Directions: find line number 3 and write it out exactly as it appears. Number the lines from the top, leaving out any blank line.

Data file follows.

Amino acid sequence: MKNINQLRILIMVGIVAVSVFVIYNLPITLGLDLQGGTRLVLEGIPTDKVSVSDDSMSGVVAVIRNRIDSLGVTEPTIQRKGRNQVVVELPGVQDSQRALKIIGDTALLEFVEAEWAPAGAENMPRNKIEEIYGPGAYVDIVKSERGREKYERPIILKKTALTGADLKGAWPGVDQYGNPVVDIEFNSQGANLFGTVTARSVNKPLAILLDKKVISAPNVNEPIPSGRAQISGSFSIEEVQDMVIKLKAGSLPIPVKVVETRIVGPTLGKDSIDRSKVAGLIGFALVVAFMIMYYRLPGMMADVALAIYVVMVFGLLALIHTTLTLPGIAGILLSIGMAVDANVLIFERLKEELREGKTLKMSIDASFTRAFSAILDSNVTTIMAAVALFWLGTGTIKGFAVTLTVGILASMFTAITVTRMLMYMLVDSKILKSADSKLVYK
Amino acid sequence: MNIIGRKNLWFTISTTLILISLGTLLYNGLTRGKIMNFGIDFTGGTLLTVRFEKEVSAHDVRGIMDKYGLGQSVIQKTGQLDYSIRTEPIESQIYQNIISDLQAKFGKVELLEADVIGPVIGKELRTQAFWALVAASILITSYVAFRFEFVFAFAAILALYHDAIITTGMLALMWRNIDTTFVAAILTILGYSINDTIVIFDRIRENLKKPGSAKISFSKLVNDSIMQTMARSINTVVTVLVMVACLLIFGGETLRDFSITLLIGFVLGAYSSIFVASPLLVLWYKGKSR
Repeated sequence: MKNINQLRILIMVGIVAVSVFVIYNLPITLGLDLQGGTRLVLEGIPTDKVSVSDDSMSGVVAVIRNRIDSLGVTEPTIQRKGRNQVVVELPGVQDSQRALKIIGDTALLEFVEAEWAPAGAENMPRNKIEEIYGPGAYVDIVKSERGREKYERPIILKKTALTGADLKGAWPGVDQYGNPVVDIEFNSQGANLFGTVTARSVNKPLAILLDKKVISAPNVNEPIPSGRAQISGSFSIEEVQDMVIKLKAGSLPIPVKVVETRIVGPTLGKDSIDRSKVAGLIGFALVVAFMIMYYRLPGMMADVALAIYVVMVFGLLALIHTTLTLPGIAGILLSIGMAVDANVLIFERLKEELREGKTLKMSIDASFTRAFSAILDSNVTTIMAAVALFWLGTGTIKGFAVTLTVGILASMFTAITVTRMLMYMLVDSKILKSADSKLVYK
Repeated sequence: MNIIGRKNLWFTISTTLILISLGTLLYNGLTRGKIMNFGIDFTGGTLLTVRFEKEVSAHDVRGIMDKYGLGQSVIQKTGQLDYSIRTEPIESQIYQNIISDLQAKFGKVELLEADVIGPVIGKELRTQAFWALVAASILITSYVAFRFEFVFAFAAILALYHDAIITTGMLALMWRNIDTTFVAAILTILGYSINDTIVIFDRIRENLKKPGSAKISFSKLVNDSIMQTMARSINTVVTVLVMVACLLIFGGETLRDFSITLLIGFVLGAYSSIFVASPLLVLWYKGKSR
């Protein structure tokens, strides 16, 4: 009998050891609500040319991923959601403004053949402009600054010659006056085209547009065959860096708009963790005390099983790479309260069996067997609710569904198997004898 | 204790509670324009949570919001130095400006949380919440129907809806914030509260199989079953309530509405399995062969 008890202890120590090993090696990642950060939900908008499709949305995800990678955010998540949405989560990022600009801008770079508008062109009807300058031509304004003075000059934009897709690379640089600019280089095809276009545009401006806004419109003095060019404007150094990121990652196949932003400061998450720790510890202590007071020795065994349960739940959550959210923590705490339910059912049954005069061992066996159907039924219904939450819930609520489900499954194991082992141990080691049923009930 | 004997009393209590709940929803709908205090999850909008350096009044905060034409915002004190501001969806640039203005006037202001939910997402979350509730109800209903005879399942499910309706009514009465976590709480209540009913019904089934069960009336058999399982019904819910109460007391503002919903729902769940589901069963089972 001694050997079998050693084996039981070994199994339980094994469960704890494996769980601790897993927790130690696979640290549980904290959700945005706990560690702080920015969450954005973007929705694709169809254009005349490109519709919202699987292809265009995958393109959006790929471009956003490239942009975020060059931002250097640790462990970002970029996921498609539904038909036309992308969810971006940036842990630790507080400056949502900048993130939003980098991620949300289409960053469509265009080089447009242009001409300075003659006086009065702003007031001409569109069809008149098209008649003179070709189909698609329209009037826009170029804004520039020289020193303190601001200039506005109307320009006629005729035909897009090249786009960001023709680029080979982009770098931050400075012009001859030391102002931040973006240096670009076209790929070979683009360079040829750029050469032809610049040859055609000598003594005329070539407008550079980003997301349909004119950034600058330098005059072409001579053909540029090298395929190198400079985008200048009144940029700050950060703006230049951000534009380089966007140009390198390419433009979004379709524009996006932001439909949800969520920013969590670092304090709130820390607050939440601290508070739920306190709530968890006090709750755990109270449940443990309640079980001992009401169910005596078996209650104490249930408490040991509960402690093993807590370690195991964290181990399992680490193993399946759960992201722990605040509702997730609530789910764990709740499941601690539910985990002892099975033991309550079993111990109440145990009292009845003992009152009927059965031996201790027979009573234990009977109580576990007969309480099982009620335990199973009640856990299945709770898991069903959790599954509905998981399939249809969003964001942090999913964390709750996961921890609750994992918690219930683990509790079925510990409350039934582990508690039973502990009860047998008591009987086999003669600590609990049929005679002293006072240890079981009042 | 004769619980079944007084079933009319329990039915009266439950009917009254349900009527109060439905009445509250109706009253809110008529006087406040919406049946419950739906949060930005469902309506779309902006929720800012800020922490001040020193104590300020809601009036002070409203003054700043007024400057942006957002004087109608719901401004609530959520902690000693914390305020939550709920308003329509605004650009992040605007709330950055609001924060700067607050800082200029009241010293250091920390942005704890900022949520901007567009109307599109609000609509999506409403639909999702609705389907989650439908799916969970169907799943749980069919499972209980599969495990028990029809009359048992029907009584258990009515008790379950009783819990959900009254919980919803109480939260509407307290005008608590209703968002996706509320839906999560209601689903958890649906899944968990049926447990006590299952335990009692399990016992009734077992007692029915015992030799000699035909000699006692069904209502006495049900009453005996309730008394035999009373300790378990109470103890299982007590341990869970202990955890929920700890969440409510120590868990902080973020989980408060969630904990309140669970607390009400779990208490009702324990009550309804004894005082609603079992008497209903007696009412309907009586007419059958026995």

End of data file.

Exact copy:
Repeated sequence: MKNINQLRILIMVGIVAVSVFVIYNLPITLGLDLQGGTRLVLEGIPTDKVSVSDDSMSGVVAVIRNRIDSLGVTEPTIQRKGRNQVVVELPGVQDSQRALKIIGDTALLEFVEAEWAPAGAENMPRNKIEEIYGPGAYVDIVKSERGREKYERPIILKKTALTGADLKGAWPGVDQYGNPVVDIEFNSQGANLFGTVTARSVNKPLAILLDKKVISAPNVNEPIPSGRAQISGSFSIEEVQDMVIKLKAGSLPIPVKVVETRIVGPTLGKDSIDRSKVAGLIGFALVVAFMIMYYRLPGMMADVALAIYVVMVFGLLALIHTTLTLPGIAGILLSIGMAVDANVLIFERLKEELREGKTLKMSIDASFTRAFSAILDSNVTTIMAAVALFWLGTGTIKGFAVTLTVGILASMFTAITVTRMLMYMLVDSKILKSADSKLVYK